1. hub(1)
  2. hub manual
  3. hub(1)

make git easier with GitHub


hub [--noop] COMMAND [OPTIONS]
hub alias [-s] [SHELL]
hub help hub-COMMAND


Hub is a tool that wraps git in order to extend it with extra functionality that makes it better when working with GitHub.


Available commands are split into two groups: those that are already present in git but that are extended through hub, and custom ones that hub provides.

Extended git commands

Replicate commits from a GitHub pull request locally.
Download a patch from GitHub and apply it locally.
Check out the head of a pull request as a local branch.
Cherry-pick a commit from a fork on GitHub.
Clone a repository from GitHub.
Add missing remotes prior to performing git fetch.
Initialize a git repository and add a remote pointing to GitHub.
Merge a pull request locally with a message like the GitHub Merge Button.
Push a git branch to each of the listed remotes.
Add a git remote for a GitHub repository.
Add a git submodule for a GitHub repository.

New commands provided by hub

Show shell instructions for wrapping git.
Low-level GitHub API request interface.
Open a GitHub repository in a web browser.
Display status of GitHub checks for a commit.
Open a GitHub compare page in a web browser.
Create a new repository on GitHub and add a git remote for it.
Delete a repository on GitHub.
Fork the current repository on GitHub and add a git remote for it.
Create and print GitHub Gists.
Create a GitHub Pull Request.
Manage GitHub Pull Requests for the current repository.
Manage GitHub Issues for the current repository.
Manage GitHub Releases for the current repository.
Fetch git objects from upstream and update local branches.


Most hub commands are supposed to be run in a context of an existing local git repository. Hub will automatically detect the GitHub repository that the current working directory belongs to by scanning its git remotes.

In case there are multiple git remotes that are all pointing to GitHub, hub assumes that the main one is named "upstream", "github", or "origin", in that order of preference.

When working with forks, it's recommended that the git remote for your own fork is named "origin" and that the git remote for the upstream repository is named "upstream". See https://help.github.com/articles/configuring-a-remote-for-a-fork/

The default branch (usually "master") for the current repository is detected like so:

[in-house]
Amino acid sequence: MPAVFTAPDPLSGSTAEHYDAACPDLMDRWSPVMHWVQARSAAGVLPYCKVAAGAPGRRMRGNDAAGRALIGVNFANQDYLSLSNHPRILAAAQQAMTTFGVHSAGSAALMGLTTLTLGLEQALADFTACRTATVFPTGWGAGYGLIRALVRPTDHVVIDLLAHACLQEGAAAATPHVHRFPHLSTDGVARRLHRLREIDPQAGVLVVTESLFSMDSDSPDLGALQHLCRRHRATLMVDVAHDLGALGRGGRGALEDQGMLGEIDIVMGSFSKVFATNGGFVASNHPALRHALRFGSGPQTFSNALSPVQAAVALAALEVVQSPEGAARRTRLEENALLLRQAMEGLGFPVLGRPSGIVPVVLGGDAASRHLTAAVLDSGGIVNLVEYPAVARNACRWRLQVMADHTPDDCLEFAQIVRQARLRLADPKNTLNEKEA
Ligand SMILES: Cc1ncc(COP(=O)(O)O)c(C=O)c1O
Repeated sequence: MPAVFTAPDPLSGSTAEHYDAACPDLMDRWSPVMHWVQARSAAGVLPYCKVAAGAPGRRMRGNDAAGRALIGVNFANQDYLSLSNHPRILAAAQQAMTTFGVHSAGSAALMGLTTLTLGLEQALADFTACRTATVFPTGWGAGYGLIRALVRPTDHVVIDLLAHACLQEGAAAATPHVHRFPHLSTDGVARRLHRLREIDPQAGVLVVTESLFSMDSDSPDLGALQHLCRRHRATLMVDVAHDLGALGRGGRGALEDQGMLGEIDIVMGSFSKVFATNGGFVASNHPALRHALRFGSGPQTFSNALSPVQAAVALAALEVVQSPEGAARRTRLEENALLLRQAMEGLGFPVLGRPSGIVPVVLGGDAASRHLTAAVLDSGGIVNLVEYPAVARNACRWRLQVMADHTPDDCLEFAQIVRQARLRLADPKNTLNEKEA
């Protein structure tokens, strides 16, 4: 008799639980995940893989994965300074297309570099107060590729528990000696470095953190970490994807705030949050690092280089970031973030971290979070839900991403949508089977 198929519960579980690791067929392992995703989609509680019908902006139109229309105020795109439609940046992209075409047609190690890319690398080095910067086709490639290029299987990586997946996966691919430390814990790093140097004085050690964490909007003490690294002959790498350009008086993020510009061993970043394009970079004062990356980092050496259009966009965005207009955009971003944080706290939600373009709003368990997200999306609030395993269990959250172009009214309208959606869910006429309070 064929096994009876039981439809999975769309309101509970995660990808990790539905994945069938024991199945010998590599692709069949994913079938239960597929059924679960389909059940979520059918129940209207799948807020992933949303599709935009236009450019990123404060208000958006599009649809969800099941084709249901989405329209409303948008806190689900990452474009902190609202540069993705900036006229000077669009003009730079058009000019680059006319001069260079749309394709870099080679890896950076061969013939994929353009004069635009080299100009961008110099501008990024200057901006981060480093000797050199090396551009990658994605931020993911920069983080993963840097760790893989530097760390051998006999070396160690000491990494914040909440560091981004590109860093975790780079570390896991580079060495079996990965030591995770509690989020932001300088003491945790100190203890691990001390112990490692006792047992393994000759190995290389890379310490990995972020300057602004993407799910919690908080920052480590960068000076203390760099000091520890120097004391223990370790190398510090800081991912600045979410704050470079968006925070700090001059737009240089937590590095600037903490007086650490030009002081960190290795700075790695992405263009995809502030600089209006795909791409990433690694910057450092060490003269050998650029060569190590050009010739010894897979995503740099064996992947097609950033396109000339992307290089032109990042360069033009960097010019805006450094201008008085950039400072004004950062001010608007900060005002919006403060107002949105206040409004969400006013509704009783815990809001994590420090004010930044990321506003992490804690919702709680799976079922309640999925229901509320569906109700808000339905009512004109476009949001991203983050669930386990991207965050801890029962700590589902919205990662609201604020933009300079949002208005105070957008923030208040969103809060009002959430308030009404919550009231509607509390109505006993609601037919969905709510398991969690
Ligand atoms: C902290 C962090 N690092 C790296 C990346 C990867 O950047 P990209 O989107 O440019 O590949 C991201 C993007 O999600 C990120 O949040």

git symbolic-ref refs/remotes/origin/HEAD

where origin is the name of the git remote for the upstream repository.

The destination where the currently checked out branch is considered to be pushed to depends on the git config push.default setting. If the value is "upstream" or "tracking", the tracking information for a branch is read like so:

git rev-parse --symbolic-full-name BRANCH@{upstream}

Otherwise, hub scans git remotes to find the first one for which refs/remotes/REMOTE/BRANCH exists. The "origin", "github", and "upstream" remotes are searched last because hub assumes that it's more likely that the current branch is pushed to your fork rather than to the canonical repo.


GitHub OAuth authentication

Hub will prompt for GitHub username & password the first time it needs to access the API and exchange it for an OAuth token, which it saves in ~/.config/hub.

To avoid being prompted, use GITHUB_USER and GITHUB_PASSWORD environment variables.

Alternatively, you may provide GITHUB_TOKEN, an access token with repo permissions. This will not be written to ~/.config/hub.

HTTPS instead of git protocol

If you prefer the HTTPS protocol for git operations, you can configure hub to generate all URLs with https: instead of git: or ssh::

$ git config --global hub.protocol https

This will affect clone, fork, remote add and other hub commands that expand shorthand references to GitHub repo URLs.

GitHub Enterprise

By default, hub will only work with repositories that have remotes which point to github.com. GitHub Enterprise hosts need to be whitelisted to configure hub to treat such remotes same as github.com:

$ git config --global --add hub.host MY.GIT.ORG

The default host for commands like init and clone is still github.com, but this can be affected with the GITHUB_HOST environment variable:

$ GITHUB_HOST=my.git.org git clone myproject

Environment variables

If this environment variable is set, verbose logging will be printed to stderr.
The file path where hub configuration is read from and stored. If XDG_CONFIG_HOME is present, the default is $XDG_CONFIG_HOME/hub; otherwise it's $HOME/.config/hub. The configuration file is also searched for in XDG_CONFIG_DIRS per XDG Base Directory Specification.
One of "https", "ssh", or "git" as preferred protocol for git clone/push.
The GitHub hostname to default to instead of "github.com".
OAuth token to use for GitHub API requests.
The GitHub username of the actor of GitHub API operations.
The GitHub password used to exchange user credentials for an OAuth token that gets stored in hub configuration. If not set, it may be interactively prompted for on first run.
A value in "OWNER/REPO" format that specifies the repository that API operations should be performed against. Currently only used to infer the default value of GITHUB_USER for API requests.





See also

git(1), git-clone(1), git-remote(1), git-init(1), https://github.com/github/hub